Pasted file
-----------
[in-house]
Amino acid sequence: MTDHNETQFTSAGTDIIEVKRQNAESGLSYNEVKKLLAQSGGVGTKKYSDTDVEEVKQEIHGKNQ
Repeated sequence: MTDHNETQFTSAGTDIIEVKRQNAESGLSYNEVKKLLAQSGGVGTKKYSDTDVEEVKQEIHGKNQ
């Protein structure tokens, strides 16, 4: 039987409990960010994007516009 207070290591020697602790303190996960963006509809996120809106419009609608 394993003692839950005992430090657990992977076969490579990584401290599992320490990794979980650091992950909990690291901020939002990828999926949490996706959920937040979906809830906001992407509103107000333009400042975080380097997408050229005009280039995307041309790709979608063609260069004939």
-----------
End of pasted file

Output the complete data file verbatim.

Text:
[in-house]
Amino acid sequence: MTDHNETQFTSAGTDIIEVKRQNAESGLSYNEVKKLLAQSGGVGTKKYSDTDVEEVKQEIHGKNQ
Repeated sequence: MTDHNETQFTSAGTDIIEVKRQNAESGLSYNEVKKLLAQSGGVGTKKYSDTDVEEVKQEIHGKNQ
């Protein structure tokens, strides 16, 4: 039987409990960010994007516009 207070290591020697602790303190996960963006509809996120809106419009609608 394993003692839950005992430090657990992977076969490579990584401290599992320490990794979980650091992950909990690291901020939002990828999926949490996706959920937040979906809830906001992407509103107000333009400042975080380097997408050229005009280039995307041309790709979608063609260069004939």